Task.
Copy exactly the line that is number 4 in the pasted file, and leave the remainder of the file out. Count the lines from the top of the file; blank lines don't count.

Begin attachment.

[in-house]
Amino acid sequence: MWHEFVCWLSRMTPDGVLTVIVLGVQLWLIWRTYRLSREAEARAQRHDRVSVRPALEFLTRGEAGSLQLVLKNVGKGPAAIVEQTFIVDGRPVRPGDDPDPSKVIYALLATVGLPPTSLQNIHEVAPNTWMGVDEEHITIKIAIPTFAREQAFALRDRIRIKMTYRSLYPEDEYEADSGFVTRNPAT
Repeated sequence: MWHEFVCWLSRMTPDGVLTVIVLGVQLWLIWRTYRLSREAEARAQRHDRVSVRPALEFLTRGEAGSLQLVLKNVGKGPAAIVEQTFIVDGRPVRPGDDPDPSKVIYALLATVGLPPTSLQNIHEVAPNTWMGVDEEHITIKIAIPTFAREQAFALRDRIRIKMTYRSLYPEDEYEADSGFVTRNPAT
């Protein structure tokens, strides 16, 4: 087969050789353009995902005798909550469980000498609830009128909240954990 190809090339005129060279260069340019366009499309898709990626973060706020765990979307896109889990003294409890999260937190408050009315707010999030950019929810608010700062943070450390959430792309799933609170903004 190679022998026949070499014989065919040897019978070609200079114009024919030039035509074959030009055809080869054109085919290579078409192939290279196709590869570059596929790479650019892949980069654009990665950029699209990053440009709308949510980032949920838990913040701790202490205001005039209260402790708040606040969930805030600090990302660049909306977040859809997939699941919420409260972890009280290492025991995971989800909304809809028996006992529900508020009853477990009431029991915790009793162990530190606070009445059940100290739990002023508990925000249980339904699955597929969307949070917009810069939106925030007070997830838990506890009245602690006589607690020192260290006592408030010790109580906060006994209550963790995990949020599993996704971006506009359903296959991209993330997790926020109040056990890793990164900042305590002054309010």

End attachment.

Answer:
């Protein structure tokens, strides 16, 4: 087969050789353009995902005798909550469980000498609830009128909240954990 190809090339005129060279260069340019366009499309898709990626973060706020765990979307896109889990003294409890999260937190408050009315707010999030950019929810608010700062943070450390959430792309799933609170903004 190679022998026949070499014989065919040897019978070609200079114009024919030039035509074959030009055809080869054109085919290579078409192939290279196709590869570059596929790479650019892949980069654009990665950029699209990053440009709308949510980032949920838990913040701790202490205001005039209260402790708040606040969930805030600090990302660049909306977040859809997939699941919420409260972890009280290492025991995971989800909304809809028996006992529900508020009853477990009431029991915790009793162990530190606070009445059940100290739990002023508990925000249980339904699955597929969307949070917009810069939106925030007070997830838990506890009245602690006589607690020192260290006592408030010790109580906060006994209550963790995990949020599993996704971006506009359903296959991209993330997790926020109040056990890793990164900042305590002054309010």